It’s funny.

I was pretty panicky about this idea of dating after divorce. Right away I knew what a challenge it would be.

  1. I’m 35 with a son in first grade.
  2. I live far away from where I grew up, so I don’t have that large, institutional network or built-in family support system locally that some people have.
  3. Nearly everyone I know here consists of married couples that my ex-wife and I used to hang out with all the time—people who are friends with both of us, so it’s not exactly a breeding ground of like-minded singles.
  4. I’ve lost much of the confidence I possessed in my youth.
  5. I’m a 35-year-old divorced dad who works in a cubicle. When I was 20, there was still some question about my potential. Maybe I’d run a magazine one day. Maybe I’d write a bunch of books. Maybe I’d win the Pulitzer Prize for investigative reporting. I don’t have those maybes on my side anymore. Now, I’m just this guy.

And let me be clear: Just this guy—he isn’t so bad.

I was pretty down on myself right after getting left, but I’ve fought my way back and will continue to.

I’m not such a bad guy. I’m not undateable. I’m not a failure.

I’m just not in the place in life I thought I would be when I imagined myself as a thirtysomething. And failed expectations are always disappointing.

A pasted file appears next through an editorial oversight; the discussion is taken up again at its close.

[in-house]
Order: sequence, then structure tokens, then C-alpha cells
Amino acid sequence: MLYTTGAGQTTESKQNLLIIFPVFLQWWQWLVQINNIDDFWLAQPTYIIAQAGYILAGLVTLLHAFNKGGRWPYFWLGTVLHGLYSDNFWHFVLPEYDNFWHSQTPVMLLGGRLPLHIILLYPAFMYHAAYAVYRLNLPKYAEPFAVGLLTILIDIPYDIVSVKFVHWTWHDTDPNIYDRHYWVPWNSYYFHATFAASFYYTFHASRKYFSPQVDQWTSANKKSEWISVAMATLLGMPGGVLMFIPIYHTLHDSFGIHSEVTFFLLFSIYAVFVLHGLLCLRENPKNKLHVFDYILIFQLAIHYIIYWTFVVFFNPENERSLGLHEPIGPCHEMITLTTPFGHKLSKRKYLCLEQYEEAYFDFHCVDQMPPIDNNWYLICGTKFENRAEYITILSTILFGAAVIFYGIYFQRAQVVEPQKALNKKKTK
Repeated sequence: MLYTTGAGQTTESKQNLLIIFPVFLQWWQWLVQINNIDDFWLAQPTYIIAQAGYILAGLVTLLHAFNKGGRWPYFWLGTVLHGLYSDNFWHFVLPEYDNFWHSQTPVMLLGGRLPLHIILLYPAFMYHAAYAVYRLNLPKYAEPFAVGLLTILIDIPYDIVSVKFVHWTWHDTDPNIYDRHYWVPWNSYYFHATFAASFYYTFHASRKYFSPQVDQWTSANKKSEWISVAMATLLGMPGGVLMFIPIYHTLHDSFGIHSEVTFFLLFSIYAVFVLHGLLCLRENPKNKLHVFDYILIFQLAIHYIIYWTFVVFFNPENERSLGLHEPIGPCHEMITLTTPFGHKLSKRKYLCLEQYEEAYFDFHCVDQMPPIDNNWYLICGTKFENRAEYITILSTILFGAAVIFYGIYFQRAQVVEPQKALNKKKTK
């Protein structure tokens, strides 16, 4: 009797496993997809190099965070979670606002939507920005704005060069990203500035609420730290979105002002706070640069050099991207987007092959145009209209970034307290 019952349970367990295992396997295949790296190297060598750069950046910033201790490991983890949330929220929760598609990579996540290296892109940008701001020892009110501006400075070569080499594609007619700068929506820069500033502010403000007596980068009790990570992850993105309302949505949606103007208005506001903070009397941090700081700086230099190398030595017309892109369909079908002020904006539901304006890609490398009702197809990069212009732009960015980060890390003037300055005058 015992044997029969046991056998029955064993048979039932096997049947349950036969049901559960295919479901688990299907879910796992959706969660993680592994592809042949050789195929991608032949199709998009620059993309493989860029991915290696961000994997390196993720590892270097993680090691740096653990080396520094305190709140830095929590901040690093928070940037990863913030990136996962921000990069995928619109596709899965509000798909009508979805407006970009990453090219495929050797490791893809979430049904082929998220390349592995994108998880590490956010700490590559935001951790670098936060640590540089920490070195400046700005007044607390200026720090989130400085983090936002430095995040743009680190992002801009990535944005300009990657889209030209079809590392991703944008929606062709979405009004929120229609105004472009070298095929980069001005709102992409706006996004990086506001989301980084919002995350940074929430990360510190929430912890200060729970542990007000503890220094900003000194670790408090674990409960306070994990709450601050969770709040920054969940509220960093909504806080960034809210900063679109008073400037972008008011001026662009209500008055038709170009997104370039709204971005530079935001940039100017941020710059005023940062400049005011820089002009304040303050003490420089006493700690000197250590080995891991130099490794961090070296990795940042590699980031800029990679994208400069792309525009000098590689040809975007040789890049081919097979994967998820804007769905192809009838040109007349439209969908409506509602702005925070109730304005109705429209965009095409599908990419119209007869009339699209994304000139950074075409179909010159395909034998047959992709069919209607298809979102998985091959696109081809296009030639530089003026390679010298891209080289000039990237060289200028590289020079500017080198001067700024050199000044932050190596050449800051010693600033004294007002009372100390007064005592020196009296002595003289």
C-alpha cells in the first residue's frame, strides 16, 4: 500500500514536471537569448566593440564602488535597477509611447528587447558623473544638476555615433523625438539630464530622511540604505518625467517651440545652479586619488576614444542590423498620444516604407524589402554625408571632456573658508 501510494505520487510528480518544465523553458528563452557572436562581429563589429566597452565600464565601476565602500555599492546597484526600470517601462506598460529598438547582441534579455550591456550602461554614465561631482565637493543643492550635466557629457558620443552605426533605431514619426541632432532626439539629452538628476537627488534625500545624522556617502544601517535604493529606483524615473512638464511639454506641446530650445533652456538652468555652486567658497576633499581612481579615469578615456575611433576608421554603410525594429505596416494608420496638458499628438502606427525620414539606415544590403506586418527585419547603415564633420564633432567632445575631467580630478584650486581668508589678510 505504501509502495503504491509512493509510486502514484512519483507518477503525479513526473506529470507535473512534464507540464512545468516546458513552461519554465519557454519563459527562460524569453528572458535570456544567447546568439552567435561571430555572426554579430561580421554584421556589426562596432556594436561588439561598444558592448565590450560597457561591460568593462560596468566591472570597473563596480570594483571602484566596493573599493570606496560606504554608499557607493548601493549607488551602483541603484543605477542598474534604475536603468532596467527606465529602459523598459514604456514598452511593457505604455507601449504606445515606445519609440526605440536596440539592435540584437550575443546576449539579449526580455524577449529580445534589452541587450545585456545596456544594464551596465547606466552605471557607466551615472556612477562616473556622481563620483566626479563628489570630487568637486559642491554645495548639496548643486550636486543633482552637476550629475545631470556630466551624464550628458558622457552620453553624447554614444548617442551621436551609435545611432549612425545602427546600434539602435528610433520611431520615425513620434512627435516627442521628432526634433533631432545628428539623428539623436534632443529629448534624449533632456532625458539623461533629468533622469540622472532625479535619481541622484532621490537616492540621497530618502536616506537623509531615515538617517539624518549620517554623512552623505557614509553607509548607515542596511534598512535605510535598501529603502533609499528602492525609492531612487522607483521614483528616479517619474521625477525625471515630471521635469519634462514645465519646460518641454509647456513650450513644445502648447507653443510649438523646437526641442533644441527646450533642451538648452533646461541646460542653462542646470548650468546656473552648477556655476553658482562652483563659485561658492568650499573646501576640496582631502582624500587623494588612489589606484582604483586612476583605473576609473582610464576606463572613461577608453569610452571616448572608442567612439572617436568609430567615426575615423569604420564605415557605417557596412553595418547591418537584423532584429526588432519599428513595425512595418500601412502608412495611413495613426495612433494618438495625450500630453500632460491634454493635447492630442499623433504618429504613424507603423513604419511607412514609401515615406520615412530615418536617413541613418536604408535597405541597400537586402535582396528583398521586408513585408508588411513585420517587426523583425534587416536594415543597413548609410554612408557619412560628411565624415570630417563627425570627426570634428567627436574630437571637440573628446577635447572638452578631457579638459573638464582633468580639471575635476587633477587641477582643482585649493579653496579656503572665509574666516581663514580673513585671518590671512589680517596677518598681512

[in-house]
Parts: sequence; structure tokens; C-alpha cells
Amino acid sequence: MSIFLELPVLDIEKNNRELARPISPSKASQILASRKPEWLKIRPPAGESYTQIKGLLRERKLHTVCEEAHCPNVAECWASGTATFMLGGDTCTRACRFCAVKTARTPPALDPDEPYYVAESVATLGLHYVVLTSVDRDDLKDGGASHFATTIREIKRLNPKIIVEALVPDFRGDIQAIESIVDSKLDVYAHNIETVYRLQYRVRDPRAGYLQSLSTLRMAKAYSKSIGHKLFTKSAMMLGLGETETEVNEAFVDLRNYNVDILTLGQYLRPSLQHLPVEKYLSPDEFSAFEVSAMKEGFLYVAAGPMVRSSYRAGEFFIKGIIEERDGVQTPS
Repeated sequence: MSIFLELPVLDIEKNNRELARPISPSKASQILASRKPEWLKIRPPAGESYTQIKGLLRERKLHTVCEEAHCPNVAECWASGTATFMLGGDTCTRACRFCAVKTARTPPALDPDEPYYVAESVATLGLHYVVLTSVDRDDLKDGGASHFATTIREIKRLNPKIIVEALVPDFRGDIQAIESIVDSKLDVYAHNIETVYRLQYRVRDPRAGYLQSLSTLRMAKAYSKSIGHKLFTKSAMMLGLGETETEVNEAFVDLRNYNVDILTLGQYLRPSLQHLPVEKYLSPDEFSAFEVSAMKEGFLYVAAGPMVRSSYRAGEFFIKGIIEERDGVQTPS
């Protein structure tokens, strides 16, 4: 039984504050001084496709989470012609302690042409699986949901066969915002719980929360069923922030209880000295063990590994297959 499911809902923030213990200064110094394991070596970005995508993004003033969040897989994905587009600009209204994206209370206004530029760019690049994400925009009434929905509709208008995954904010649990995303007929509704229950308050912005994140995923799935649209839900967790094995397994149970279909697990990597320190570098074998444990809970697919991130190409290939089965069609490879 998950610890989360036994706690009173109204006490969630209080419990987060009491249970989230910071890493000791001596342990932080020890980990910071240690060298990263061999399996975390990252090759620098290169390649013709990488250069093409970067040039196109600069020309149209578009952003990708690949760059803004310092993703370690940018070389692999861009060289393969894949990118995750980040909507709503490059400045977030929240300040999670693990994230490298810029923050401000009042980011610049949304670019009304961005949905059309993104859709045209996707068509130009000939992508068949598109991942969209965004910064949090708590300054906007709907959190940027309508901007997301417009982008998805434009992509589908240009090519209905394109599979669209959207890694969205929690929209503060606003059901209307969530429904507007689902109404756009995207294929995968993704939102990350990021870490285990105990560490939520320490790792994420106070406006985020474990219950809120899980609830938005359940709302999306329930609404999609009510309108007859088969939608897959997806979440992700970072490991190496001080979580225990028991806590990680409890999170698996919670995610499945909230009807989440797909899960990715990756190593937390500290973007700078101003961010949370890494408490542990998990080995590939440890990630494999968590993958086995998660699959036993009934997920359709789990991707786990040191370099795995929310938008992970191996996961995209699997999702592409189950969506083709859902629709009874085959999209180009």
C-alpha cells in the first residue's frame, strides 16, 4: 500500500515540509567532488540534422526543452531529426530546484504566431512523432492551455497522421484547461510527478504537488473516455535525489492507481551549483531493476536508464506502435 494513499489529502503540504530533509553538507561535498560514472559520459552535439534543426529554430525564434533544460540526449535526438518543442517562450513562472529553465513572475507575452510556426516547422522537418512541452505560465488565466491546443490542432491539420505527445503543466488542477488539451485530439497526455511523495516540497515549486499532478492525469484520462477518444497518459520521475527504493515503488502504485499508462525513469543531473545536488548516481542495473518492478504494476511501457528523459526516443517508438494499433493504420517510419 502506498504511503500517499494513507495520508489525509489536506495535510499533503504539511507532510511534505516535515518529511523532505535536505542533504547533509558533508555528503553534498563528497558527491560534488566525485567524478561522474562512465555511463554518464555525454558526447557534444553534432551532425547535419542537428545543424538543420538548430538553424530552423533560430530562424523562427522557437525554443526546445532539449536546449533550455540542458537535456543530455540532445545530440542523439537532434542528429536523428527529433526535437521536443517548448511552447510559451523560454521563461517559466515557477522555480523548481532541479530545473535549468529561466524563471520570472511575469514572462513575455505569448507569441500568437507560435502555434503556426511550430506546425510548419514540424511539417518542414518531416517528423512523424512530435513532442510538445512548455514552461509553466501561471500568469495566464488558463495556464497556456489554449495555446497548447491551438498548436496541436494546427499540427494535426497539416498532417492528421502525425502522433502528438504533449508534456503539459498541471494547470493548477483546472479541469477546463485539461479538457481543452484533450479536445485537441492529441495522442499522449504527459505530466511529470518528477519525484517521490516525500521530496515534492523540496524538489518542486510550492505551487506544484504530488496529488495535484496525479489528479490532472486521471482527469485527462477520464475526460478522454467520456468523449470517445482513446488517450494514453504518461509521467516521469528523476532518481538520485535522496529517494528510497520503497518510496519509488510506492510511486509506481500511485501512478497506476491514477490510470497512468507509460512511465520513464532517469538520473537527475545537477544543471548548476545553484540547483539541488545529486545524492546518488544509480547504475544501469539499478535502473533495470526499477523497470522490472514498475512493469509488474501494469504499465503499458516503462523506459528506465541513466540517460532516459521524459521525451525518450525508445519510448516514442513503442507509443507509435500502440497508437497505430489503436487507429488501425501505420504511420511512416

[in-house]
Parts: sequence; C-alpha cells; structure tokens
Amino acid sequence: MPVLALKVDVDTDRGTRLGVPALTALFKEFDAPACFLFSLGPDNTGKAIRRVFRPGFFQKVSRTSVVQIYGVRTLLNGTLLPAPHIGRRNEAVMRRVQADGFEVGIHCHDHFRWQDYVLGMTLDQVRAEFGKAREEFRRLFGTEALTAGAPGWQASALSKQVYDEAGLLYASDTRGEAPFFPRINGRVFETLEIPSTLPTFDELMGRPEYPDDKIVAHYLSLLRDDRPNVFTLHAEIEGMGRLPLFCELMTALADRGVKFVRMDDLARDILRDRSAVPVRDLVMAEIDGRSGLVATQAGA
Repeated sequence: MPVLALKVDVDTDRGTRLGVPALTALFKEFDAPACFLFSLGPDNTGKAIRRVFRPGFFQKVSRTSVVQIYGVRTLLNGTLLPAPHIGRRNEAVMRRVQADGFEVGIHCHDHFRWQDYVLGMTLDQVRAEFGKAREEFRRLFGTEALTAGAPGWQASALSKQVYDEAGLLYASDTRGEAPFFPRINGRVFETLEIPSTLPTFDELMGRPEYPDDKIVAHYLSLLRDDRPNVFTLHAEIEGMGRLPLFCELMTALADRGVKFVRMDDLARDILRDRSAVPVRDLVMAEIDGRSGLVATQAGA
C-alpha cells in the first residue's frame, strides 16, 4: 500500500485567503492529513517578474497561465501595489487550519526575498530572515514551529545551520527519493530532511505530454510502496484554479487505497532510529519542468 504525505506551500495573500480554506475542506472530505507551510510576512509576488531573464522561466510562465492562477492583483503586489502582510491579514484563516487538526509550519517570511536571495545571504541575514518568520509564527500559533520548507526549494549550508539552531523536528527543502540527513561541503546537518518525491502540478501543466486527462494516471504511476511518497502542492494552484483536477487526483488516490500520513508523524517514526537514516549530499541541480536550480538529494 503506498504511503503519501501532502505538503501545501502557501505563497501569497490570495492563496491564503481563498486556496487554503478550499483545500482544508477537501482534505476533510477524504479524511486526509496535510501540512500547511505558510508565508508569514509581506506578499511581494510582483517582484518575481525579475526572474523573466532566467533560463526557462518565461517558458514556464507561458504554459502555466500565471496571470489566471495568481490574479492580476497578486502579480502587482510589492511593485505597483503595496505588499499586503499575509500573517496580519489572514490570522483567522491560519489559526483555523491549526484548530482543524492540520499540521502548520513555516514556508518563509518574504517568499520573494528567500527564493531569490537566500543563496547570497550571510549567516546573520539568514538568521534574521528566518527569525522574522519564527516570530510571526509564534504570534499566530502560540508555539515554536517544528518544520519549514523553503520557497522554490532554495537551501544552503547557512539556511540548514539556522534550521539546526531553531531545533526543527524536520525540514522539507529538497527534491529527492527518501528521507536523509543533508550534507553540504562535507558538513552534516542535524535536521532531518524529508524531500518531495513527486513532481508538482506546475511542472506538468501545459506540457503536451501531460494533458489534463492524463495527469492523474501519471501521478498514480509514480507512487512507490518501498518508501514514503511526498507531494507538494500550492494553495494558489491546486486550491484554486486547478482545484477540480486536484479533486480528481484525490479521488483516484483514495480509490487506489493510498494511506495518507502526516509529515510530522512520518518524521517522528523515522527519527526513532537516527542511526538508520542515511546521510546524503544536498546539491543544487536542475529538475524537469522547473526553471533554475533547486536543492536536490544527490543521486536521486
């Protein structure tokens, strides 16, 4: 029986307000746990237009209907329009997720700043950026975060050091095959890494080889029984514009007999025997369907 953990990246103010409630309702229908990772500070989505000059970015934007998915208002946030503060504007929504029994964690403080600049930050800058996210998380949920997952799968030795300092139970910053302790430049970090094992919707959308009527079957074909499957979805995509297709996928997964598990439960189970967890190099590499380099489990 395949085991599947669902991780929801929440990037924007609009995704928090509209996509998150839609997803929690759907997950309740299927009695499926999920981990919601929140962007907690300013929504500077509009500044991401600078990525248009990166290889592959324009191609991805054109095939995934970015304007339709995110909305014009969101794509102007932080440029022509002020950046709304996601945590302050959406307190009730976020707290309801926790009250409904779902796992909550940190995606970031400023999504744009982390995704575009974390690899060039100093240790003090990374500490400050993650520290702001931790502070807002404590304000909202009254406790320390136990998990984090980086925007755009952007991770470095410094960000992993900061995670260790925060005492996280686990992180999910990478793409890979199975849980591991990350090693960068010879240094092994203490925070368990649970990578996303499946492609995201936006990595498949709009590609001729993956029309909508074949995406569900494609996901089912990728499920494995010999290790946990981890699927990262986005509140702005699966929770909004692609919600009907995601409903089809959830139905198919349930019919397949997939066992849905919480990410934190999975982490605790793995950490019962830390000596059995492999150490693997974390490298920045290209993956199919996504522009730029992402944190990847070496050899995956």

I didn’t know it before. But I know it now: Life doesn’t always work out like you think it’s going to.

At the beginning, you feel something close to hopelessness.

But once you get through the initial emotional gauntlet of horror, you start to realize: I don’t know what’s going to happen tomorrow. But maybe that’s okay.

My dating life has been a colossal failure. I’m horrible at it. And I’ve learned to accept it.

But I guess if the goal is to end up with another partner again (and that idea appeals to me much more today than it did 18 months ago when I was losing my shit), then that means I only need to get it right once.

I never meet anyone because my social life is disjointed and weird and my various social circles pretty much only include married people hanging out with one another.

I also never meet anyone because I’m the world’s biggest chicken shit about introducing myself to strangers.

I could have a bunch of casual relationships, I suppose. And some people do choose that path in their post-divorce lives.

Maybe if I wasn’t a father, I would have too.

Maybe you’re different than me. Maybe we’re not all as much alike on the inside as I believe we are. But lustful, meaningless, empty sex just doesn’t do much for me except make me feel bad on the inside.

I wonder sometimes to what extent it’s a factor in marriages breaking up—people using sex as a tool to feel good.